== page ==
Canada Joins the G7 Summary

  • Last updated on November 10, 2022

By including Canada in the annual meetings of the Group of Seven, or G7, the other member nations signaled their recognition of the importance of the Canadian economy, with its strong resource base, in the economic health of the developed world.

Summary of Event

The inclusion of Canada in the June, 1976, meeting of the Group of Seven, or G7 (originally the G6), marked the recognition of Canada as a major factor on the world stage. This event was the second in a series of summits held by the leaders of the developed nations that became a standard feature of world diplomacy from 1975 forward. To be sure, Canada’s relatively small population meant that it had somewhat less influence than other G7 members, but given that Canada is a major source of the natural resources that fuel the developed world’s economies, its inclusion in the group made sense. That it had been a democracy for more than a century also marked it as an appropriate member of the group. Group of Seven;Canadian membership [kw]Canada Joins the G7 (June 27-28, 1976) [kw]G7, Canada Joins the (June 27-28, 1976) Group of Seven;Canadian membership [g]West Indies;June 27-28, 1976: Canada Joins the G7[02400] [g]Puerto Rico;June 27-28, 1976: Canada Joins the G7[02400] [c]Diplomacy and international relations;June 27-28, 1976: Canada Joins the G7[02400] [c]Economics;June 27-28, 1976: Canada Joins the G7[02400] [c]Trade and commerce;June 27-28, 1976: Canada Joins the G7[02400] Ford, Gerald R. [p]Ford, Gerald R.;Group of Seven Giscard d’Estaing, Valéry Mulroney, Brian Reagan, Ronald Schmidt, Helmut Thatcher, Margaret Trudeau, Pierre [p]Trudeau, Pierre;Group of Seven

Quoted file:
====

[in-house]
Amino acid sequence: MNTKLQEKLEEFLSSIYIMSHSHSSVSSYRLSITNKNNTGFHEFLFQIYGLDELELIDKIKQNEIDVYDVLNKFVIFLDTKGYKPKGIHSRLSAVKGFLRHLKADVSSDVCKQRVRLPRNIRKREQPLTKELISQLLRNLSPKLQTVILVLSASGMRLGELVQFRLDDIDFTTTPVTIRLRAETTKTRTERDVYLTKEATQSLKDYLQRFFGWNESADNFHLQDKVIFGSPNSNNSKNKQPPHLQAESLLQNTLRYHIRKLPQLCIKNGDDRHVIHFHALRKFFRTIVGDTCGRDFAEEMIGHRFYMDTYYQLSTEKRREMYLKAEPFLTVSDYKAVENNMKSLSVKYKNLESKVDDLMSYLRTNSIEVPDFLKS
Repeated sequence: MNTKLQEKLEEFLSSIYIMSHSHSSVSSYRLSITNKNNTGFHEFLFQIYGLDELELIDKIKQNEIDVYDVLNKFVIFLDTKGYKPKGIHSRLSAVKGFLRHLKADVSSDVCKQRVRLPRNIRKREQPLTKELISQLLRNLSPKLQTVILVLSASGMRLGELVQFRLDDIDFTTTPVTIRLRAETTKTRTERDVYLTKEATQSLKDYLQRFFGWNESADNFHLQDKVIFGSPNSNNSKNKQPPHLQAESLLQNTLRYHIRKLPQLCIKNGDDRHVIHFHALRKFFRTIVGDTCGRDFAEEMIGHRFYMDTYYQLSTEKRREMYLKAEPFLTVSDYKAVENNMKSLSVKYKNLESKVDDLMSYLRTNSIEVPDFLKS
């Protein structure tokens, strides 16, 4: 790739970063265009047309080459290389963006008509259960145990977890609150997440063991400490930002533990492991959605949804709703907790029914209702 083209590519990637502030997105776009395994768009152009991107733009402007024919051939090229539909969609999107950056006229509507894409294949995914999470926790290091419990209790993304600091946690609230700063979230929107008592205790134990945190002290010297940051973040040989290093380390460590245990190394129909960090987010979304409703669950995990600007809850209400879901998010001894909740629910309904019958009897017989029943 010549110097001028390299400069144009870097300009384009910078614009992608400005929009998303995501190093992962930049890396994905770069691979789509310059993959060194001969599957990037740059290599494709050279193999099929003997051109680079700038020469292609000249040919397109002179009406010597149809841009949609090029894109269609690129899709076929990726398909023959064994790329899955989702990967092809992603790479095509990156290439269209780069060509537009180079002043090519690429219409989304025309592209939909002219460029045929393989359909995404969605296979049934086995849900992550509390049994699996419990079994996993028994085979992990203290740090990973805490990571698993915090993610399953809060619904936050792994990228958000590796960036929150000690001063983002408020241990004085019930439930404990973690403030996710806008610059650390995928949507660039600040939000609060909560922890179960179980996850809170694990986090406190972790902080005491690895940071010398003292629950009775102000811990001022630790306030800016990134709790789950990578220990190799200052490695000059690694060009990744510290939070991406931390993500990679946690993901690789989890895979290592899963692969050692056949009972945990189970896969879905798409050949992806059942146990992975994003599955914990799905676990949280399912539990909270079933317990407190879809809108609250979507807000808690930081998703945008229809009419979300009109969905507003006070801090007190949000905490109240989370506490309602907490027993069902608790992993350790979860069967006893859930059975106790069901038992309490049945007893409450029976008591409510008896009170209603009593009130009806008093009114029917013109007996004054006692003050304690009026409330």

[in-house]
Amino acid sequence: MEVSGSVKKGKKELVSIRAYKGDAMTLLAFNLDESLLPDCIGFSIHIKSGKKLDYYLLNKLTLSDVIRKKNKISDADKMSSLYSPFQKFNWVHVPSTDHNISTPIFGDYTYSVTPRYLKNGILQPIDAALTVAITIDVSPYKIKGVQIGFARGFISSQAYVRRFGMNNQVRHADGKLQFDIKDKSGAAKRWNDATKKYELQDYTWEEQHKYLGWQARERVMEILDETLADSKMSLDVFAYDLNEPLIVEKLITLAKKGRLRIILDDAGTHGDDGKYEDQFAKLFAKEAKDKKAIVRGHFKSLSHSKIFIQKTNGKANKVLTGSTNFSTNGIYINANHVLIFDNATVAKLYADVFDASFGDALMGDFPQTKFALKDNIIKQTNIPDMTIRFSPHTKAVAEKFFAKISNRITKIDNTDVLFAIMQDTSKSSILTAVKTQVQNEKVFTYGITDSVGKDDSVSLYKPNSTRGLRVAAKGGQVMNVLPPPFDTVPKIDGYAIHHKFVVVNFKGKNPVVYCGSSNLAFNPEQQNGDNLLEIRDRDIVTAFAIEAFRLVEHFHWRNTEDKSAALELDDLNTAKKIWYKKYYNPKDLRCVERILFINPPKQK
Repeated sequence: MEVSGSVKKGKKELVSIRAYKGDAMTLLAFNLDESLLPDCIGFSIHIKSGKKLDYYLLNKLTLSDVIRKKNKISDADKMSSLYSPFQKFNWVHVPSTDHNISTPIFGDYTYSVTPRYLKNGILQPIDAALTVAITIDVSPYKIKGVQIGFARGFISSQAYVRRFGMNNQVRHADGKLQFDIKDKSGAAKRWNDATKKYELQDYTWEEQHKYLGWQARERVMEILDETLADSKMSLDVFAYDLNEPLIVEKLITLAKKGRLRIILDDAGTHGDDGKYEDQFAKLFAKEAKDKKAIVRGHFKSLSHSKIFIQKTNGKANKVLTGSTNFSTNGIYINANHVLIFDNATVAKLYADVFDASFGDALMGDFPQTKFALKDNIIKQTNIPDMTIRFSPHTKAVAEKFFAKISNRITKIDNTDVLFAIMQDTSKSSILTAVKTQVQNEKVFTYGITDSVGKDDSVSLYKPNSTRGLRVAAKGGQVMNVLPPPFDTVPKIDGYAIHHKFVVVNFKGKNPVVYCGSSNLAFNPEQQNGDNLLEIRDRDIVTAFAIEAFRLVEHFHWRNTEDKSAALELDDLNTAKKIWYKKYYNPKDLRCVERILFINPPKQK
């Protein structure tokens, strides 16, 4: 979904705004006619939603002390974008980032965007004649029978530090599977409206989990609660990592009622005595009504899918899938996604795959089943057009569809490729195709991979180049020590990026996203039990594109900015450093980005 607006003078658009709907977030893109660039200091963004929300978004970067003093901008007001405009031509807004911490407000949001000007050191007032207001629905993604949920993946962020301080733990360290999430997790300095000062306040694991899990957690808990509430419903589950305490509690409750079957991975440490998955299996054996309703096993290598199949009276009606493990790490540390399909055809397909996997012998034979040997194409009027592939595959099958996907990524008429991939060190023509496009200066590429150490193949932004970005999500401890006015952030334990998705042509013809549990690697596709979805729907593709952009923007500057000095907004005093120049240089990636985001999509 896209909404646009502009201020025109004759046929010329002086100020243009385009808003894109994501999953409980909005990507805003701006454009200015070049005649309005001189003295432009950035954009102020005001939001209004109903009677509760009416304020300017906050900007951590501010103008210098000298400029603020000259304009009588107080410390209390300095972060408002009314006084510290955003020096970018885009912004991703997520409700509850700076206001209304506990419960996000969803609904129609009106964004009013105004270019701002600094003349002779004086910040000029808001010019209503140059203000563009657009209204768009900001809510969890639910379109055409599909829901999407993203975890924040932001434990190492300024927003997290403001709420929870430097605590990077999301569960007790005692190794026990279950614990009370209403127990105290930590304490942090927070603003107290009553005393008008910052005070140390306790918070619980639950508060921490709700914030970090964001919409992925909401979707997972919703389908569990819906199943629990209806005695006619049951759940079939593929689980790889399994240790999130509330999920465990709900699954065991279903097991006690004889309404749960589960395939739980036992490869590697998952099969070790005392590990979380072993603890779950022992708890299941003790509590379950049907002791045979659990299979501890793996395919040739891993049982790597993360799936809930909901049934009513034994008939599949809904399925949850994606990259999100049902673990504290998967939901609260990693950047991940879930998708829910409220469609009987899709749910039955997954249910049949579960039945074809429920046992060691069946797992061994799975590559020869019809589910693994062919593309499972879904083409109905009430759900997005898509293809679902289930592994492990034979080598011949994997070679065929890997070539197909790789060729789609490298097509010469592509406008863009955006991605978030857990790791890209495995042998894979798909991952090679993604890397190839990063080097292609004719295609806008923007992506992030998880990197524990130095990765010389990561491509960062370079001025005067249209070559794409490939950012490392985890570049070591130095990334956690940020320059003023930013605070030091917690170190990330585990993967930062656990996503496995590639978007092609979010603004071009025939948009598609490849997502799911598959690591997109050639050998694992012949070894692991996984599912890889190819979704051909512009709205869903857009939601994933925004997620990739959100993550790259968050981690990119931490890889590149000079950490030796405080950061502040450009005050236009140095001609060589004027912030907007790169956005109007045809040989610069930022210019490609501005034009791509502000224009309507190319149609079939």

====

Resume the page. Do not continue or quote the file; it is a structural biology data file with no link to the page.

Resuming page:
The role of the G7 had its origins in the troubled world economy of the 1970’s. The collapse in 1971 of the Bretton Woods Agreement, Bretton Woods Agreement (1944) which had controlled the world economy through fixed exchange rates since World War II, introduced elements of uncertainty into world trade even as such trade was growing substantially. The oil crisis of 1973-1974, when the Organization of Petroleum Exporting Countries Organization of Petroleum Exporting Countries (OPEC) dramatically increased the price of the oil its members exported, produced a major economic shock in the developed countries, and warfare in the Middle East added to the crisis. The emergence of the European Common Market, which came to balance the international economic importance of the United States, added to the economic instability.